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Carbon and Nitrogen Cycling in Southwestern Ponderosa Pine Forests

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Abstract:

Ponderosa pine forests of the southwestern United States were historically characterized by relatively open, parklike stands with a bunchgrass-dominated understory. This forest structure was maintained by frequent, low-intensity surface fires. Heavy livestock grazing, fire suppression, and favorable weather conditions following Euro-American settlement in the late 19th century resulted in a dramatic increase in pine regeneration. Today, many of these forest stands have high stand densities with low understory production, and are susceptible to infrequent, stand-replacing fires. The primary objective of our study was to better characterize the contemporary carbon (C) and nitrogen (N) cycling processes in relatively unmanaged southwestern ponderosa pine stands. We then compared these ecosystem conditions with those of an adjacent stand that had received an ecological restoration treatment that included thinning and prescribed burning. Our results suggest that N availability and aboveground net primary productivity (ANPP) of trees in these forests are low compared to other forests. Restoration treatments decreased ANPP but increased the proportion of ANPP in woody tissues. These treatments also increased soil respiration, water availability, temperature, and net nitrification, but had no effect on net N mineralization and microbial N. We speculate that the understory response to restoration treatments is a key factor affecting the overall ecosystem response in these forests.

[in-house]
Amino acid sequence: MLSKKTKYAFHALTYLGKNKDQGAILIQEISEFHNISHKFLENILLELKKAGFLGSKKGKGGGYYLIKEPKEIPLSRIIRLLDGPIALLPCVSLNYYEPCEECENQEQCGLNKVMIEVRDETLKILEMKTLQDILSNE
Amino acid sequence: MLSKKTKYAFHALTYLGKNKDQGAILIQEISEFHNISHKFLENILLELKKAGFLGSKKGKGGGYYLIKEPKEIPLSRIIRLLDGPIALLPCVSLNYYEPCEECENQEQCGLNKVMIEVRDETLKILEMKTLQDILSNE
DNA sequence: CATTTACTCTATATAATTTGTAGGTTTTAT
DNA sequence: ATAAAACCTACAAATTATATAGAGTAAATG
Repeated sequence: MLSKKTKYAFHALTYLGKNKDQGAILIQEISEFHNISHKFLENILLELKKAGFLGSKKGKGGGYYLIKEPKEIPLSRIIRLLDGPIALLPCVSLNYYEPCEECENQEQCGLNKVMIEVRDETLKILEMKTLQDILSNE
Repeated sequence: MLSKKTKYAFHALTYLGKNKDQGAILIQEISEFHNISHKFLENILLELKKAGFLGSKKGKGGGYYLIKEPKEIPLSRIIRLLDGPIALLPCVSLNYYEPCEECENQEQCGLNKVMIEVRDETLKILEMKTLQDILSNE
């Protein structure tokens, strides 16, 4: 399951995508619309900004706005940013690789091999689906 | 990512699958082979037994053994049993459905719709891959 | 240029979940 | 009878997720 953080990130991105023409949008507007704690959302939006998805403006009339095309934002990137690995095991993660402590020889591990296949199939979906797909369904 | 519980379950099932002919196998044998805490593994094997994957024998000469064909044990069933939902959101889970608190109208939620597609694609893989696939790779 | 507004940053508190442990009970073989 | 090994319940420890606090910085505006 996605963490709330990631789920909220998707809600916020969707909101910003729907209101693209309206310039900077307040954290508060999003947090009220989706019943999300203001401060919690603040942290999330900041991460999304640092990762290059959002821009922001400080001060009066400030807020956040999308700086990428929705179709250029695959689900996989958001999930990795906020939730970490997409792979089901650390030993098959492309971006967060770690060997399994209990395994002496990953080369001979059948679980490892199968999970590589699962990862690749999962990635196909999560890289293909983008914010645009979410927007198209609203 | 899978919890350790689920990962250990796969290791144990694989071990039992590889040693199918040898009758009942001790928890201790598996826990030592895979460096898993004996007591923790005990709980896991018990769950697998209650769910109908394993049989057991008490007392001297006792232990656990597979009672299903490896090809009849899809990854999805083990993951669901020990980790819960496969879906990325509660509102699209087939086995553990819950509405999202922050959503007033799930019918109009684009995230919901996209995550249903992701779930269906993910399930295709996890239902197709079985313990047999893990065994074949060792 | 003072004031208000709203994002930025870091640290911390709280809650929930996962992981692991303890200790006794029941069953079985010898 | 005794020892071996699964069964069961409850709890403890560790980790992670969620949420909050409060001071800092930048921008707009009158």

Keywords: Microbial biomass; nitrification; nitrogen mineralization; productivity; soil respiration

Document Type: Research Article

Publication date: 2006-12-01

More about this publication?
  • Forest Science is a peer-reviewed journal publishing fundamental and applied research that explores all aspects of natural and social sciences as they apply to the function and management of the forested ecosystems of the world. Topics include silviculture, forest management, biometrics, economics, entomology & pathology, fire & fuels management, forest ecology, genetics & tree improvement, geospatial technologies, harvesting & utilization, landscape ecology, operations research, forest policy, physiology, recreation, social sciences, soils & hydrology, and wildlife management.
    Forest Science is published bimonthly in February, April, June, August, October, and December.

    2015 Impact Factor: 1.702
    Ranking: 16 of 66 in forestry

    Average time from submission to first decision: 62.5 days*
    June 1, 2016 to Feb. 28, 2017

    Also published by SAF:
    Journal of Forestry
    Other SAF Publications
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